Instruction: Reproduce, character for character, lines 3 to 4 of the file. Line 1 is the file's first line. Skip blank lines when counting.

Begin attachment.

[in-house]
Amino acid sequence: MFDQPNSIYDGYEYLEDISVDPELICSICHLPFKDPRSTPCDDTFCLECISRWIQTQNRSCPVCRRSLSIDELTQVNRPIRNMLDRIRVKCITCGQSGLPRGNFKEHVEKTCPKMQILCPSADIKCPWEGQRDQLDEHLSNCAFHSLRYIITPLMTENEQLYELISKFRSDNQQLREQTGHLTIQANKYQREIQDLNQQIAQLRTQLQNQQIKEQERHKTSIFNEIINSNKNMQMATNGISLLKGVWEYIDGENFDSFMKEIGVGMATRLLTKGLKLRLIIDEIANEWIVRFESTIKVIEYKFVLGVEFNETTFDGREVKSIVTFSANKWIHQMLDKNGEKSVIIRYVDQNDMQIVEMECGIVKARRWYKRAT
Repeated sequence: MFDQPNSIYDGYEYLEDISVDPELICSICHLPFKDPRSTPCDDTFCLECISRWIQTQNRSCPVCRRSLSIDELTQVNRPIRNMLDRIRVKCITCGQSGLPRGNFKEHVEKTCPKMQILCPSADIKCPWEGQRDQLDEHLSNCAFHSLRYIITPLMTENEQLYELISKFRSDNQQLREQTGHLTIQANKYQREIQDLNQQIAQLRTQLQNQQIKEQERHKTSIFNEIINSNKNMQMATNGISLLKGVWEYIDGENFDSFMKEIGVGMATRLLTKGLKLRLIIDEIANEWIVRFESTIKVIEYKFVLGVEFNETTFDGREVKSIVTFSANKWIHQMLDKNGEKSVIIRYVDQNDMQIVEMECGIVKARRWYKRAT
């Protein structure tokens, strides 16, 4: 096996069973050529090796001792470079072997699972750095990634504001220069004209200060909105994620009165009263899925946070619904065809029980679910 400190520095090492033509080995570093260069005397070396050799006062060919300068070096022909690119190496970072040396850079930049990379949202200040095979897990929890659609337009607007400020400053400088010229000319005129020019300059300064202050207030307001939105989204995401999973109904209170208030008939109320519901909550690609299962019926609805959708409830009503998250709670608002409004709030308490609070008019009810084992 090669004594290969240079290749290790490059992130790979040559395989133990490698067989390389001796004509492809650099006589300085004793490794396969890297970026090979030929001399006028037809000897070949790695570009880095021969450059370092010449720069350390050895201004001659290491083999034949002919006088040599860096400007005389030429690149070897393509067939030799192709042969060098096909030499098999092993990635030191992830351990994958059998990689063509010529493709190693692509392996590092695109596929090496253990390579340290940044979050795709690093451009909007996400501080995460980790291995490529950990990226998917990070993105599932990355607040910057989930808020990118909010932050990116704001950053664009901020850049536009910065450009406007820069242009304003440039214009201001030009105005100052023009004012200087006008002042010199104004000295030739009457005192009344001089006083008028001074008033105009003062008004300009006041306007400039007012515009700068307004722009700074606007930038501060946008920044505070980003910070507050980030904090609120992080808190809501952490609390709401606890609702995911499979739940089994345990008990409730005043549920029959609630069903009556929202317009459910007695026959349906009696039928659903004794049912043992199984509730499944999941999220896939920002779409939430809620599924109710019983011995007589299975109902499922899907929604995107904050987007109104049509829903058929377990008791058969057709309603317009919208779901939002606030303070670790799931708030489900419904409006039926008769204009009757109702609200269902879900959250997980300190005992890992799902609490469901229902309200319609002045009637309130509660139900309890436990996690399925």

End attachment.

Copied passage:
Repeated sequence: MFDQPNSIYDGYEYLEDISVDPELICSICHLPFKDPRSTPCDDTFCLECISRWIQTQNRSCPVCRRSLSIDELTQVNRPIRNMLDRIRVKCITCGQSGLPRGNFKEHVEKTCPKMQILCPSADIKCPWEGQRDQLDEHLSNCAFHSLRYIITPLMTENEQLYELISKFRSDNQQLREQTGHLTIQANKYQREIQDLNQQIAQLRTQLQNQQIKEQERHKTSIFNEIINSNKNMQMATNGISLLKGVWEYIDGENFDSFMKEIGVGMATRLLTKGLKLRLIIDEIANEWIVRFESTIKVIEYKFVLGVEFNETTFDGREVKSIVTFSANKWIHQMLDKNGEKSVIIRYVDQNDMQIVEMECGIVKARRWYKRAT
């Protein structure tokens, strides 16, 4: 096996069973050529090796001792470079072997699972750095990634504001220069004209200060909105994620009165009263899925946070619904065809029980679910 400190520095090492033509080995570093260069005397070396050799006062060919300068070096022909690119190496970072040396850079930049990379949202200040095979897990929890659609337009607007400020400053400088010229000319005129020019300059300064202050207030307001939105989204995401999973109904209170208030008939109320519901909550690609299962019926609805959708409830009503998250709670608002409004709030308490609070008019009810084992 090669004594290969240079290749290790490059992130790979040559395989133990490698067989390389001796004509492809650099006589300085004793490794396969890297970026090979030929001399006028037809000897070949790695570009880095021969450059370092010449720069350390050895201004001659290491083999034949002919006088040599860096400007005389030429690149070897393509067939030799192709042969060098096909030499098999092993990635030191992830351990994958059998990689063509010529493709190693692509392996590092695109596929090496253990390579340290940044979050795709690093451009909007996400501080995460980790291995490529950990990226998917990070993105599932990355607040910057989930808020990118909010932050990116704001950053664009901020850049536009910065450009406007820069242009304003440039214009201001030009105005100052023009004012200087006008002042010199104004000295030739009457005192009344001089006083008028001074008033105009003062008004300009006041306007400039007012515009700068307004722009700074606007930038501060946008920044505070980003910070507050980030904090609120992080808190809501952490609390709401606890609702995911499979739940089994345990008990409730005043549920029959609630069903009556929202317009459910007695026959349906009696039928659903004794049912043992199984509730499944999941999220896939920002779409939430809620599924109710019983011995007589299975109902499922899907929604995107904050987007109104049509829903058929377990008791058969057709309603317009919208779901939002606030303070670790799931708030489900419904409006039926008769204009009757109702609200269902879900959250997980300190005992890992799902609490469901229902309200319609002045009637309130509660139900309890436990996690399925």